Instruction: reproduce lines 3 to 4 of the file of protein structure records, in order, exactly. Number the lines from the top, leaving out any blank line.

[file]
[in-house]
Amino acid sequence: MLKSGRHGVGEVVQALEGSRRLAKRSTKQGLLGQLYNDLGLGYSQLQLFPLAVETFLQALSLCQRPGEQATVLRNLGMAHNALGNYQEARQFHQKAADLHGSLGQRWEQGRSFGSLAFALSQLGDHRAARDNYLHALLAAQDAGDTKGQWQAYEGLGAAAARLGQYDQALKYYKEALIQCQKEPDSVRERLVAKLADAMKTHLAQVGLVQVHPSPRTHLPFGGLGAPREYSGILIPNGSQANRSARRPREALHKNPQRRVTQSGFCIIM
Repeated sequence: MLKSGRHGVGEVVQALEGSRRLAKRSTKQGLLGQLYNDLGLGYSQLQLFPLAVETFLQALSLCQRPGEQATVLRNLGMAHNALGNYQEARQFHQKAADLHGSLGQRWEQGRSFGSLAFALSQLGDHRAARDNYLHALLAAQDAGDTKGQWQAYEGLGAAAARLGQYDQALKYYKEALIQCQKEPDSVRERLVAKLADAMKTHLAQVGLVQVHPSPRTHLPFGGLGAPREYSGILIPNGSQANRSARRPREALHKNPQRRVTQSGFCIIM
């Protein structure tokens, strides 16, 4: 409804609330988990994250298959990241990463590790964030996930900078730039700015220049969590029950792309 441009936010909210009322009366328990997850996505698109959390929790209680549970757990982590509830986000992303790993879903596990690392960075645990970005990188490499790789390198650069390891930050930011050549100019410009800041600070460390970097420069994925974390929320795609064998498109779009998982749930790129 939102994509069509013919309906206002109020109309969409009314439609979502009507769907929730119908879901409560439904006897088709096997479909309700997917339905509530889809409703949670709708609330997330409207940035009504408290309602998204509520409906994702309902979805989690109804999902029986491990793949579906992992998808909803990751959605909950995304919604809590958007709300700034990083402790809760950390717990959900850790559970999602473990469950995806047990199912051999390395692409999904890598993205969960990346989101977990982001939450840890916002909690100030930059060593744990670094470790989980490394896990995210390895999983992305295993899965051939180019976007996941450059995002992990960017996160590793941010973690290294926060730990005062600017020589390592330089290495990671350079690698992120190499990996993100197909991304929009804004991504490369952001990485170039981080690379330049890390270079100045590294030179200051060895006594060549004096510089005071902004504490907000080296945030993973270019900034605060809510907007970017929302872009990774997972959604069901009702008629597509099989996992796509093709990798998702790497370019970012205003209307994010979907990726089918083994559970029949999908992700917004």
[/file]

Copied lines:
Repeated sequence: MLKSGRHGVGEVVQALEGSRRLAKRSTKQGLLGQLYNDLGLGYSQLQLFPLAVETFLQALSLCQRPGEQATVLRNLGMAHNALGNYQEARQFHQKAADLHGSLGQRWEQGRSFGSLAFALSQLGDHRAARDNYLHALLAAQDAGDTKGQWQAYEGLGAAAARLGQYDQALKYYKEALIQCQKEPDSVRERLVAKLADAMKTHLAQVGLVQVHPSPRTHLPFGGLGAPREYSGILIPNGSQANRSARRPREALHKNPQRRVTQSGFCIIM
């Protein structure tokens, strides 16, 4: 409804609330988990994250298959990241990463590790964030996930900078730039700015220049969590029950792309 441009936010909210009322009366328990997850996505698109959390929790209680549970757990982590509830986000992303790993879903596990690392960075645990970005990188490499790789390198650069390891930050930011050549100019410009800041600070460390970097420069994925974390929320795609064998498109779009998982749930790129 939102994509069509013919309906206002109020109309969409009314439609979502009507769907929730119908879901409560439904006897088709096997479909309700997917339905509530889809409703949670709708609330997330409207940035009504408290309602998204509520409906994702309902979805989690109804999902029986491990793949579906992992998808909803990751959605909950995304919604809590958007709300700034990083402790809760950390717990959900850790559970999602473990469950995806047990199912051999390395692409999904890598993205969960990346989101977990982001939450840890916002909690100030930059060593744990670094470790989980490394896990995210390895999983992305295993899965051939180019976007996941450059995002992990960017996160590793941010973690290294926060730990005062600017020589390592330089290495990671350079690698992120190499990996993100197909991304929009804004991504490369952001990485170039981080690379330049890390270079100045590294030179200051060895006594060549004096510089005071902004504490907000080296945030993973270019900034605060809510907007970017929302872009990774997972959604069901009702008629597509099989996992796509093709990798998702790497370019970012205003209307994010979907990726089918083994559970029949999908992700917004």